Friday, September 14, 2012

OpenEd Evangelist - The Reaction

With the course almost over, I decided to undertake the OpenEd Evangelism badge.

The requirements for the OpenEd Evangelist badge are:

OpenEd Evangelist (Journeyman level, complete for 1 topic to earn the badge)

  • Construct an argument by which you could persuade someone to adopt the topic as an ongoing practice. Your argument should include at least five elements (kinds of evidence), with references.Write a blog post describing your argument in detail. 
  • Have a conversation with a faculty member in which you use your argument to try to persuade them to adopt the topic as an ongoing practice. 
  • Without revealing his or her identity, write a blog post describing your conversation and the reactions, responses, counterarguments, and concerns of the faculty member and announcing your intent to have completed the badge.

Here are the reactions I got from a fellow colleague (on the previous Formulation post):

I must admit that my formulation wasn't completely new to #ioe12 - I have been thinking about Open for a while now (and advocating on and off for openness in education). What #ioe12 gave me was a few more tools to argue my point ;-)

So, a while back (3 or so months ago), I was having a conversation with one of my colleagues (let's call this person Mike; Mike sounds like a generic enough name, right?).  For the past year now, I've been telling Mike that we ought to be more open as a department. At the very least we should have our syllabi be Open so that our students (and our potential students) can see exactly what our courses entail (from the 10,000 foot view that the syllabus gives you anyway).  This way students would have more information when meeting with their advisors about courses that they would like to take, and it puts them even more into the driver's seat.  Then, depending on how comfortable the faculty felt, we could work with our University's OCW team to put our materials up, or heck even offer our own MOOCs! I would be up for that! I find it very exciting to apply instructional design and educational theory in the design of a MOOC!  Think of the possibilities.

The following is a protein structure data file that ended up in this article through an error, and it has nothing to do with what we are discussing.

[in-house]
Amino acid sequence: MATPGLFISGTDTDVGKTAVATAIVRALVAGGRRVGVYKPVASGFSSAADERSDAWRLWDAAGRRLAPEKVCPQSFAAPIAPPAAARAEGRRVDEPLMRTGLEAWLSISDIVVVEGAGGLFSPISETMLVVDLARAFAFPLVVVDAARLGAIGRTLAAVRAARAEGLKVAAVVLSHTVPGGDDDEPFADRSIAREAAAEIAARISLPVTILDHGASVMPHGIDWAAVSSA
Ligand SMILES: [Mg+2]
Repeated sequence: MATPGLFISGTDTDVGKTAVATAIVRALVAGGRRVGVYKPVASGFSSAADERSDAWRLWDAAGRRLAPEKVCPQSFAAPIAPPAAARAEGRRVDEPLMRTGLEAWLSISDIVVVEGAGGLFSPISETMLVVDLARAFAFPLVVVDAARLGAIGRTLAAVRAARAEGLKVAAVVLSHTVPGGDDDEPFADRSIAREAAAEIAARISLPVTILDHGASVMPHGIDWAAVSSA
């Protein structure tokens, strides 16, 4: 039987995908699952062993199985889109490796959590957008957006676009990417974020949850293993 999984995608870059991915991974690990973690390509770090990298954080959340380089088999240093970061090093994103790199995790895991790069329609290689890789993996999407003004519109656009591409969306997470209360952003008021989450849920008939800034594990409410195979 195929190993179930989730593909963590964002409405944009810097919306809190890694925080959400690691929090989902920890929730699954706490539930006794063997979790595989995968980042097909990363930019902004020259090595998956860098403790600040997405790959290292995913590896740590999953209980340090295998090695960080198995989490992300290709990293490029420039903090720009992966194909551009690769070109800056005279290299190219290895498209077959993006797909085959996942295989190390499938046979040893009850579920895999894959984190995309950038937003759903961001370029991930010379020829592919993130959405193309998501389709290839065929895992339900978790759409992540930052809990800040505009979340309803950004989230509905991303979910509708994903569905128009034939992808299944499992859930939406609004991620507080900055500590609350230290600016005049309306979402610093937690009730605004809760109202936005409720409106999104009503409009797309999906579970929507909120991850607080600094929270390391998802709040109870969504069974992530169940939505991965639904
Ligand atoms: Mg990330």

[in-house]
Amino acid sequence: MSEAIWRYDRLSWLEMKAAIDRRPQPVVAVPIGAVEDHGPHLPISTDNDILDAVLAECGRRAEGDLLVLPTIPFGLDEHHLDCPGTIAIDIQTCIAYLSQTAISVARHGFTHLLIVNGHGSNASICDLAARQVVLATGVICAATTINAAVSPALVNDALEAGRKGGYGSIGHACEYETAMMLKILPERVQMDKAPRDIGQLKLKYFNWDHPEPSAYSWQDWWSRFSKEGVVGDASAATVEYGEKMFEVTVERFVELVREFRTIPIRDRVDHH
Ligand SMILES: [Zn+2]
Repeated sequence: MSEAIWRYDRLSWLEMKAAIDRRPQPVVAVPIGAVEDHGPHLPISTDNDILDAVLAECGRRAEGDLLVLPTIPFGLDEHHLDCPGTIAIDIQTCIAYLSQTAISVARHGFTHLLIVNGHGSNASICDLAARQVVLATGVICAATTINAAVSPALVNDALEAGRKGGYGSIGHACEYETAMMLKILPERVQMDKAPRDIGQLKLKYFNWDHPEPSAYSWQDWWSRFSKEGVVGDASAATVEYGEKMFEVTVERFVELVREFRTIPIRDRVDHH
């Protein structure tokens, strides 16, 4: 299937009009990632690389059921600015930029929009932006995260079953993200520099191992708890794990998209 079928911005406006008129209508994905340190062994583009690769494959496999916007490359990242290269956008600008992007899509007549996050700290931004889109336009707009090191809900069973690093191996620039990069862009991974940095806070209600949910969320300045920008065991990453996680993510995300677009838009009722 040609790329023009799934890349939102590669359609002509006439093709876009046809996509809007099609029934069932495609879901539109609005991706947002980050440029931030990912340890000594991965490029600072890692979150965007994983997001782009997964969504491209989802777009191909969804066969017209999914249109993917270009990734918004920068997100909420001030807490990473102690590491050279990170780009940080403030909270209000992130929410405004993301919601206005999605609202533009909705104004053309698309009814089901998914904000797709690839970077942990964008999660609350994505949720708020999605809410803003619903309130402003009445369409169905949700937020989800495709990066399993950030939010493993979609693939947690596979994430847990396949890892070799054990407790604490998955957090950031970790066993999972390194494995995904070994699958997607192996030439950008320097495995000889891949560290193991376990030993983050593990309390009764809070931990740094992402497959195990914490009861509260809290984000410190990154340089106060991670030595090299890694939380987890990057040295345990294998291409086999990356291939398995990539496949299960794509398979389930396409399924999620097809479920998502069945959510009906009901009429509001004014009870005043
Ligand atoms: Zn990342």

All the while, I saw Mike bob his head, listening attentively and not really putting out any arguments against open.  Then it came... "what about copyright?" Mike asked?  "Aren't you exposing yourself? Can't someone take your hard work and pass it off as their own and benefit from it?"  Good points, Mike!  All this time, I had completely forgotten to mention that I license my work under a Creative Commons NC-SA-BY license.  I explained to Mike, that sure, som unscrupulous person could indeed take my work and pass it off as theirs and try to get some benefit from it; however being open means two things (well, at least two).

First, by posting to the internet, I am establishing prior art, meaning that even if someone were to try to claim copyright on my work, I could dispute such claims under prior art. The second thing, because I give people the right to have my work for free, and the ability to remix it, I have the right to ask for them to share-alike, meaning that the discipline (and I being part of the discipline) benefits from such creative remixing and re-sharing.  So my course and my students could benefit from people that modify and potentially improve upon my work.

Also, even if I had restrictive copyright on my work, if someone wanted to "steal" my work they could do so anyway. Copyright isn't a magic bullet, and even though I have my work open, I still retain copyright.  I saw Mike's head nodding pensively again. No rebuttals. I guess  I gave Mike something to think about :-)

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